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Eating with ADHD®: Why Prioritization Matters?

Eating when you have ADHD can be overwhelming.

You planned to eat something, but then you got sucked into the ADHD black hole and totally forgot. Suddenly, it’s 5pm and you feel this primal, intense pull towards the kitchen cabinet, and find yourself in a frenzy, grabbing and eating cookies, chips, gummy bears, and peanut butter without actually enjoying any of it.

Or maybe you open the fridge and see the ingredients you bought to make dinner, but the thought of cooking brings on a flash of overwhelm, so you quickly order delivery for the 3rd time this week.

Or perhaps you have some meal options that sound doable, but in the moment, literally nothing sounds appetizing, so you just feel angry, irritated, and intensely emotional… and you end up curling up in a ball and avoiding all things food. 


Yep. I’ve been there too. And for many years I thought that a) I lacked discipline and willpower, b) I had no motivation or impulse control, and c) I was a picky eater and there was nothing I could do about it. What I didn’t know then, was that I wasn’t making food and eating a priority, which was creating chaos in my eating patterns and sending me down a serious shame spiral.


Ok, but what does any of this have to do with prioritization? Well, everything.


Prioritization requires some form of planning… even if that looks a bit different for those of us with ADHD. And let's be honest, ADHDers, by definition, aren't great at prioritizing. Our brains are wired in a way that makes everything feel important in the moment, and we struggle to identify what actually matters and why.

One tool that many of us have tried, and likely “failed” at again and again, is scheduling things on the calendar. I know, MASSIVE EYE ROLL. I promise I am not giving you neurotypical advice to “just get a planner and use it!”, because I know it’s not that simple.


So yeah, many of us with ADHD have calendars, and we schedule things in those calendars… BUT… we don’t protect that time for ourselves on our calendars (i.e. self care) in the same way that we protect time that involves someone or something else (i.e. meetings, appointments, deadlines). I like the old ADHD saying “if it’s not on the calendar, it doesn’t exist”. But I would take it step further and say, "if it's not SERIOUSLY on the calendar, it doesn't exist!". This is true, even for things like eating, showering, paying bills. You know, all the things that constantly fall through the cracks because we think we will get to them “at some point”.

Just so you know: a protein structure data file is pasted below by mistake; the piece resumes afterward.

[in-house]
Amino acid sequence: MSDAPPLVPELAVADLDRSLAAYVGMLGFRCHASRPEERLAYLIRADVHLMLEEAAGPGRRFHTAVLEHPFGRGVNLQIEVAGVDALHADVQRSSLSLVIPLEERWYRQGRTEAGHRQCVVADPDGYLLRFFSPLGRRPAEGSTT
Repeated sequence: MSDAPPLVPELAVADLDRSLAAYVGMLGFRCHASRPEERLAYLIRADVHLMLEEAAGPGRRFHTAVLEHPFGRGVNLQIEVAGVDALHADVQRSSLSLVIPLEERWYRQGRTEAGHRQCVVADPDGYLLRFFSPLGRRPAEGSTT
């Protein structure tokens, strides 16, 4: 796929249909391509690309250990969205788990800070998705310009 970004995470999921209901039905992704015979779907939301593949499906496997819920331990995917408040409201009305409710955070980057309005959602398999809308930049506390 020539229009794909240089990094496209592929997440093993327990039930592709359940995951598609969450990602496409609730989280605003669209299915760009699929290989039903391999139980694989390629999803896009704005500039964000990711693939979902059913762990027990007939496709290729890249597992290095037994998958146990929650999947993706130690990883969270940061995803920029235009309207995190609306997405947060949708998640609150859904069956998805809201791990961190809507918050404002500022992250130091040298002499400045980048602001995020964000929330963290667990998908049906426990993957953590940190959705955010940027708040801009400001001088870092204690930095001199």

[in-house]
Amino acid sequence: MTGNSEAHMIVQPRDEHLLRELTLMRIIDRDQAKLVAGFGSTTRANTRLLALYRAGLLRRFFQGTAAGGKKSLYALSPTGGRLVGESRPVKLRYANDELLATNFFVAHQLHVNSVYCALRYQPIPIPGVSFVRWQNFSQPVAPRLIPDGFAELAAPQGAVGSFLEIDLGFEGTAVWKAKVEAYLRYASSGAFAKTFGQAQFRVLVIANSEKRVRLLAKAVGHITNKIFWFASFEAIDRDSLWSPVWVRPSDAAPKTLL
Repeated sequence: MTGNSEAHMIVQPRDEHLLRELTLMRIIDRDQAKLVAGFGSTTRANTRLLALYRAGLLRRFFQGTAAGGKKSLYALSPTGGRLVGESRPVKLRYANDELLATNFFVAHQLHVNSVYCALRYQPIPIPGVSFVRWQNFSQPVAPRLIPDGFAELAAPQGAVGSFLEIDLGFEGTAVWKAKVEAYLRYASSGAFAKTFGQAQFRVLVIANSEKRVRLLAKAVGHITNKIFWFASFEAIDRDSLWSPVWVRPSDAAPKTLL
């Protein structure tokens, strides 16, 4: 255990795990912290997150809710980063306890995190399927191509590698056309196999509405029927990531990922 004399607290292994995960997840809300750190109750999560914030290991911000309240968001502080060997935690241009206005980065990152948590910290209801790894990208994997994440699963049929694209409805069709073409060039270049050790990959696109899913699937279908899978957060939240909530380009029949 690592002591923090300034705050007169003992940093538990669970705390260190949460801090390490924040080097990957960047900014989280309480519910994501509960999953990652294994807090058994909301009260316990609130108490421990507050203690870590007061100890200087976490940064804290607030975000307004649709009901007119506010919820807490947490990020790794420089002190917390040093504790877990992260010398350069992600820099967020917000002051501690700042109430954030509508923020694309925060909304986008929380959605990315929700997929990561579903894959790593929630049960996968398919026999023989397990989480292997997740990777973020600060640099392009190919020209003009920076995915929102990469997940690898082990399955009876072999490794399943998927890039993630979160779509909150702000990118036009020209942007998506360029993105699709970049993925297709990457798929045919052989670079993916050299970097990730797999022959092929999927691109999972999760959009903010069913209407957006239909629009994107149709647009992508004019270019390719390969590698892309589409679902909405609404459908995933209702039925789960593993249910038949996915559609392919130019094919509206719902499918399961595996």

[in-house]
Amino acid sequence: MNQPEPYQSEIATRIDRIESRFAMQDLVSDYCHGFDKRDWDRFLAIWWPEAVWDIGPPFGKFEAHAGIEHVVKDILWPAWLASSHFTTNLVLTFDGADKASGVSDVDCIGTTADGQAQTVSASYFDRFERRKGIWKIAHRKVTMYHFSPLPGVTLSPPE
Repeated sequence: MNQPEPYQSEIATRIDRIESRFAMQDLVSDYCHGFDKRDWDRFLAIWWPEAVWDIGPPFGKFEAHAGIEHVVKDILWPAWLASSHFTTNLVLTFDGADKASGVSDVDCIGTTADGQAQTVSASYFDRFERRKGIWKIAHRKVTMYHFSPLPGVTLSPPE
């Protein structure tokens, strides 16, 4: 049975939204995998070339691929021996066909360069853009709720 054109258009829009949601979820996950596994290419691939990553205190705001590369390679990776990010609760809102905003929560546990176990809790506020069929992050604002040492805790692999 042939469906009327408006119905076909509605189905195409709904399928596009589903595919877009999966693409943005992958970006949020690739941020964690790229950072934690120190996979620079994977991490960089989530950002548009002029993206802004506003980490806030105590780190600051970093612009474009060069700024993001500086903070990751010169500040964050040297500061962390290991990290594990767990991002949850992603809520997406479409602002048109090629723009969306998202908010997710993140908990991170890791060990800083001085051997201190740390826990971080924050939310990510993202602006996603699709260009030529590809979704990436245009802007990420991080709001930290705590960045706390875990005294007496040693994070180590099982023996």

Well I am here to tell you that without prioritization and time protection, you won’t actually get to those things, or when you do, it will feel stressful, hectic, & rushed. For those of you who find it difficult to eat meals & snacks consistently, part of the issue might be that you aren’t thinking about these times as valuable & worthy of protection.


What if you added meal planning, grocery shopping, cooking, & eating to your calendar, BUT you also treated these time slots like work meetings or doctor’s appointments? What might happen if these appointments with yourself were both IMPORTANT & NON-NEGOTIABLE, like a really big deadline at work, or picking your kid up at school, or getting on a flight?

I know… this is way easier said than done, especially for ADHDers who do well with external accountability. Prioritizing ourselves in order to meet our basic needs is a muscle that requires some strength training in order to be effective. If you have lunch on your schedule from 1-2 on Tuesday, & at 12:30 your friend calls to ask for a ride to Target… imagine what you might say if you had an appointment with your boss scheduled during that same time. I might say something along the lines of: “I’d love to, but I have an important commitment during that hour. I hope you find a ride & get some fun things!”. That "important commitment" can be an appointment or meeting, but it can also be self-care time, because self-care is really freaking important!

And just like you would start small with a new weight lifting routine, you can start small with this too.



This week, schedule in just 1 meal a day & practice making that time the most coveted date with yourself. If you end up missing this time, or choosing something else during that time slot, get curious and ask yourself what got in the way of prioritizing your own wellbeing. 


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